I read of a question recently raised by someone in India; “Why would God do this to us?”  This is often asked in difficult times, and we are certainly in the midst, or rather at the beginning, of what may become extremely difficult times.

Here in the West, belief in God is widely considered unnecessary and even harmful, a frail crutch for the weak minded, an excuse for pride and bigotry or simply the childish dreams of the dull who are unwilling or unable to face reality. It wasn’t always so – in just a generation the cultural landscape has been radically transformed. The result has, in part, been the sifting out of those who had no more than a cultural faith from those who continue to hold to a solid, eyes wide open, confidence in the God who created the heavens and the earth.

Is such a bold faith both reasonable and possible in the present day? It is, but only if it has substance and is anchored in unshakable truth. When times are tough, mere sentiment, mere wishful thinking, will be blown away like dead leaves in a puff of wind and evaporate like dew in the hot sun.

The substance of a strong faith, and the unshakable truth in which it is anchored, is the cross of Jesus Christ. Why? Because in that one extraordinary historical event, man is seen as he is, and God is seen as He is.

Humanity is not deserving of God’s unending favour and blessing. The cross of Jesus shows us what we are and what we deserve. He who did unprecedented good, who spoke only truth, who wanted only our deliverance from sin, was betrayed and cruelly murdered. Few believed Him, most deserted Him and the ordinary people cried out for His blood. The common human experience, throughout the world and throughout history, has been sin. We suffer so much because of sin in others, and we afflict others because of the sin in our own hearts.

But the cross is not just a story of human sin, it is also the story of God’s great love. Jesus died willingly to suffer the judgement of God on sin due to us. He died our death. He did not need to die. It was not nails but love that held Him to the cross. What should have been unforgivable found forgiveness in the love that was seen on the day that Jesus died.

Why would God do this to us?” you ask. To warn us. To awaken us to our need. To lead us, each one of us, to seek His forgiveness for our rebellion and corruption. It is His mercy, not His wrath, we are experiencing.

Whoever is wise will observe these things,
And they will understand the lovingkindness of the Lord.
” (Psalm 107:43)


How do you know its true?

It is a common question.  How do you know that the gospel is true?  How do you know that Jesus of Nazareth rose from the dead? The truth of the gospel depends on the physical, bodily resurrection of Jesus from the dead.  If He did not rise, there is no salvation and therefore no gospel.  If He did, then He is the Son of God, the saviour of the world and its judge.

But how do you know He rose again?

“Because we are speaking about Him.”

But we speak of Buddha and Mohammad as well...”

“True, but Jesus claimed to be the Messiah, the One promised by the prophets in the Scriptures to the Jewish nation.  Prophets die, philosophers die, wise men die, but the Messiah must live.  So when Jesus was crucified His disciples, both men and women, lost all hope that He was the Messiah, despite everything that He had said and done.”

“Then, suddenly, everything changed.  In the same place where He had died, right under the noses of the people responsible for killing Him, these same disciples declared that He was alive, and began to work the same miracles that He had worked!  The number of those who believed in Him exploded, many paying with their lives for the faith they now held.  How do you explain this?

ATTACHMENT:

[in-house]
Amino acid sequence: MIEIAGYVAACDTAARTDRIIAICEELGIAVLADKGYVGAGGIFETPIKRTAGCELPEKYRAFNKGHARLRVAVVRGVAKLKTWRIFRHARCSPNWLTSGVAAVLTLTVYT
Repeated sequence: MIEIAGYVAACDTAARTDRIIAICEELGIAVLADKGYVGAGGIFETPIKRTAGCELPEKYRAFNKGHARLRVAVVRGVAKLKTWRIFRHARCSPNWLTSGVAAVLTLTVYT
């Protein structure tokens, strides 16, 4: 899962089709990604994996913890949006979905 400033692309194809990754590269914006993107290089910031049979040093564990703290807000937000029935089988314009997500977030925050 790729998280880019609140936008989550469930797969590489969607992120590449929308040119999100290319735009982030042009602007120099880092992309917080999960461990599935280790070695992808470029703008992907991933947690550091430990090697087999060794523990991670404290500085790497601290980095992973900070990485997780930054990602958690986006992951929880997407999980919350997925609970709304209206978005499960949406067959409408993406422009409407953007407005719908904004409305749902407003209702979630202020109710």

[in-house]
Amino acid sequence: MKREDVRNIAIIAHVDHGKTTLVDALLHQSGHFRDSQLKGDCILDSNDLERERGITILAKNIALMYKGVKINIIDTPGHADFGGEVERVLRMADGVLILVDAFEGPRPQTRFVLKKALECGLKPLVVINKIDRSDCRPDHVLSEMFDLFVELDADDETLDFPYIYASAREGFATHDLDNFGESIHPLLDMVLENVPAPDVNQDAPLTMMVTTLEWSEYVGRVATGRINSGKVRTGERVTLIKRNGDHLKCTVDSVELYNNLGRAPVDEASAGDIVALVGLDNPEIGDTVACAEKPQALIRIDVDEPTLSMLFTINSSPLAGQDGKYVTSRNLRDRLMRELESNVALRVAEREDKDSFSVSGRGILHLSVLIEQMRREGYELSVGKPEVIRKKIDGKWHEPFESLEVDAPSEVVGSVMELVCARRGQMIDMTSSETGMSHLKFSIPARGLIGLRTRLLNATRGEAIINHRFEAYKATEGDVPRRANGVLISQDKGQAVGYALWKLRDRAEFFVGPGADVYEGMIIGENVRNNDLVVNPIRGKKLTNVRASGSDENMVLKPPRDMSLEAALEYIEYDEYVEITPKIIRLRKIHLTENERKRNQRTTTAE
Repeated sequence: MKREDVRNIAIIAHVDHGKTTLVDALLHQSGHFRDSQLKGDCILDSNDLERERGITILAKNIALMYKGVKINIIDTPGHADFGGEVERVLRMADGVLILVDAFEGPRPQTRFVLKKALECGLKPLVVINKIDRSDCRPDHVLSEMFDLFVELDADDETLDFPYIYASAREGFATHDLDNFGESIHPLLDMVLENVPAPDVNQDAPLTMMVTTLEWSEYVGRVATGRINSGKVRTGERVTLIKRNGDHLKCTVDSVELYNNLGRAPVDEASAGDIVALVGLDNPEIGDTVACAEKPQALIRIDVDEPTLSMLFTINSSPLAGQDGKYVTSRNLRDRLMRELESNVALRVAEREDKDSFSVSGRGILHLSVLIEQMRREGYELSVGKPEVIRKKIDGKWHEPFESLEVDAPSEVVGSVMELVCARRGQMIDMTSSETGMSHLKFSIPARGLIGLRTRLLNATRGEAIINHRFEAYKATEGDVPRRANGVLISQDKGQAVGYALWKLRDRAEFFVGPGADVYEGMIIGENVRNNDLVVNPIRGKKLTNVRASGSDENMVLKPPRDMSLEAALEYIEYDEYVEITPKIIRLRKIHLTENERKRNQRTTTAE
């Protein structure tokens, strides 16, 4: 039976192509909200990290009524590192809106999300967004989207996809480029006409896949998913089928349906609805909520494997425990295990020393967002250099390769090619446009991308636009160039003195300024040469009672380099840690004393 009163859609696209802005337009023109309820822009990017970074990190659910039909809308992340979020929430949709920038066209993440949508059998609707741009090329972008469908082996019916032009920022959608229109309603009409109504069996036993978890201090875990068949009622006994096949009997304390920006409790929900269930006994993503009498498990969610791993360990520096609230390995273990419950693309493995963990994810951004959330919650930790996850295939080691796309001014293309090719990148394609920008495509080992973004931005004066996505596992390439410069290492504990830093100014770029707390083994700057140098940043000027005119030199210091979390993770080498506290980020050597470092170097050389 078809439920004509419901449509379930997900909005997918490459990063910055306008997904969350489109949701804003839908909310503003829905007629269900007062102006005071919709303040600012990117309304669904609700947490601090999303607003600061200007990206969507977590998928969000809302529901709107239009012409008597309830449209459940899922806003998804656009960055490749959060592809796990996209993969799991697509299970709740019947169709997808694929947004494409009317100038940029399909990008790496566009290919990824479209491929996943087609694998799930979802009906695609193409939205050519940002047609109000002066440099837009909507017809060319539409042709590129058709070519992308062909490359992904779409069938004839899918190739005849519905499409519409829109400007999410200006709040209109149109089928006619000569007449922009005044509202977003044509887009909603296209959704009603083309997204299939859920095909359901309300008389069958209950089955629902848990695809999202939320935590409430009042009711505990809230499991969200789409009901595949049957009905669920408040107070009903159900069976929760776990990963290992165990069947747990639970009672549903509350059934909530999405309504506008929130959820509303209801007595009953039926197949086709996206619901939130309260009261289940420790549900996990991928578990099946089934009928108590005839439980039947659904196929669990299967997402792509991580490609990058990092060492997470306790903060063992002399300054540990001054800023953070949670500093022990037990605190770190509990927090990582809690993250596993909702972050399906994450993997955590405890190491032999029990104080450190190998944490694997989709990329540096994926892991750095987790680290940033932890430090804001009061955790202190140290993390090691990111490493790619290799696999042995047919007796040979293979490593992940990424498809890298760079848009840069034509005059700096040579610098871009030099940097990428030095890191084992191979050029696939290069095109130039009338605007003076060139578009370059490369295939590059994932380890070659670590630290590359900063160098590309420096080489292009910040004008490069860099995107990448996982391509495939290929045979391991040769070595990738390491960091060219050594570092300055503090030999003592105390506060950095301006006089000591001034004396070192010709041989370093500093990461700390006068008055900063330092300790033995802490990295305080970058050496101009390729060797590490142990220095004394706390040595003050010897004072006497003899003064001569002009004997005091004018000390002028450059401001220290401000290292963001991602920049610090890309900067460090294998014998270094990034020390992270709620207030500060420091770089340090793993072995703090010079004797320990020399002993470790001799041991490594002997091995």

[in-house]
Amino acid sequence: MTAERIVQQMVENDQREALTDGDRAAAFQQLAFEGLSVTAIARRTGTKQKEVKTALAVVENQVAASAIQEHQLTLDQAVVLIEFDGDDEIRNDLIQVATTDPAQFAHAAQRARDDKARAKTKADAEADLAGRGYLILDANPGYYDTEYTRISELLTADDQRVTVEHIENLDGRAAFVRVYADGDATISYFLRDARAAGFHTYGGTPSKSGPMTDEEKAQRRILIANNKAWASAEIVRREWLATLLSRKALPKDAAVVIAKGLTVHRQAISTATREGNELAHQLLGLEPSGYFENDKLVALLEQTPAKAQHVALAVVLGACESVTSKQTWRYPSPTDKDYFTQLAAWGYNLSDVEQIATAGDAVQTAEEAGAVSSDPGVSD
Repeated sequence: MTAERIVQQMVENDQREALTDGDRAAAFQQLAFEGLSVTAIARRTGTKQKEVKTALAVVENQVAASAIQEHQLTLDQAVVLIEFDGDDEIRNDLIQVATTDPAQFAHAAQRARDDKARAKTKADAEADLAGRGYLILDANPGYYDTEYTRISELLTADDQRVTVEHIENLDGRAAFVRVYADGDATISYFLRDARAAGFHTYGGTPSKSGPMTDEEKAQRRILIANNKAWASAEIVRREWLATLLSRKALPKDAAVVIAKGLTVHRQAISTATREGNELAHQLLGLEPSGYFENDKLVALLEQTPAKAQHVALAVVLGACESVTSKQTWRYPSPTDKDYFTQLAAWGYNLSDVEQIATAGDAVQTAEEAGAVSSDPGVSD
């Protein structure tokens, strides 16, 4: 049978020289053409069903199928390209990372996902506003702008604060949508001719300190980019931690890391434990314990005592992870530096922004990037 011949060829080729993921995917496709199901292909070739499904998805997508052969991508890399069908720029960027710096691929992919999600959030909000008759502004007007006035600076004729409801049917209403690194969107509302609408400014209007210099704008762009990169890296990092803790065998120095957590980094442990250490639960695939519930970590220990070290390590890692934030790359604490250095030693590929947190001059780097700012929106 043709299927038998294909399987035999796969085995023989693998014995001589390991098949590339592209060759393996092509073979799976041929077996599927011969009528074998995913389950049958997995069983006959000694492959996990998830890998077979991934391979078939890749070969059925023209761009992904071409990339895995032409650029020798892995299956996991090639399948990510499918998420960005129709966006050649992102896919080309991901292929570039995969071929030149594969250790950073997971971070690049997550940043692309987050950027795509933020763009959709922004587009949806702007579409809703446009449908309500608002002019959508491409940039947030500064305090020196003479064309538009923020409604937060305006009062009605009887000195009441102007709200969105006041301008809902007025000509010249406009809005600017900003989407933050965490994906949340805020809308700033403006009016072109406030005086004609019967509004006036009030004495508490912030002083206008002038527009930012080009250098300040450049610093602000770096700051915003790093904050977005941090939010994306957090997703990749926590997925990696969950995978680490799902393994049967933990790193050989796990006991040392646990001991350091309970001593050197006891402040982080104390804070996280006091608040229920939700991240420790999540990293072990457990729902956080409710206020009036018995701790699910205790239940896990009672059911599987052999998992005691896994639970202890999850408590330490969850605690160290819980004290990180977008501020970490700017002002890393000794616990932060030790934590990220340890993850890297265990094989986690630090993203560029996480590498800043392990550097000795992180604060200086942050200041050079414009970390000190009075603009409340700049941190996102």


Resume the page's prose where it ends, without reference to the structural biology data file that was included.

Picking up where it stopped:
“When you examine the evidence for Jesus’ resurrection, you have to explain the empty tomb, the bold declaration by His disciples of His victory over death after crushing disappointment, the rapid growth and spread of the church, and even our conversation today.”

If Jesus had died like other men, He would have been forgotten entirely.  He was not.  He has changed the course of human history.

Foundations for Courage

With fear and anxiety at every turn, Christians are being encouraged to trust in the Lord and not to yield to the stress that distracts and confuses our walk with Him.  It is good advice of course, but I suspect that for some people it appears rather like an encouragement to exercise more will power and to try to think more positively.

What’s missing?  Perhaps the answer lies in the familiar words of the Psalmist, “If the foundations are destroyed, what can the righteous do?” (Psalm 11:3)  If our confidence in God has no solid foundation, but rests on little more than vague sentiment, then it is no wonder that a constant faith seems so difficult and elusive.

It need not be so.  I can trust in the Lord because He has committed Himself to me.  How has He committed Himself?  Through the sacrificial death and resurrection of the Lord Jesus Christ.  Once I see the magnitude and the wonder of that great event and its power to save sinners, and once I realise why it was necessary and how unworthy and lost I am apart from it, then the grace of God has real substance, being anchored even in our own history.  It is no mere sentiment – it is an almost tangible reality.

When we understand something of the power of God to save in the gospel, to trust Him during a crisis seems like a very natural and reasonable thing.  “He who did not spare His own Son, but delivered Him up for us all, how shall He not with Him also freely give us all things?” (Romans 8:32)

And so doctrine (that much despised word) proves to be essential if I am to stand strong and walk worthy of Him “who loved me and gave Himself for me” (Galatians 2:20).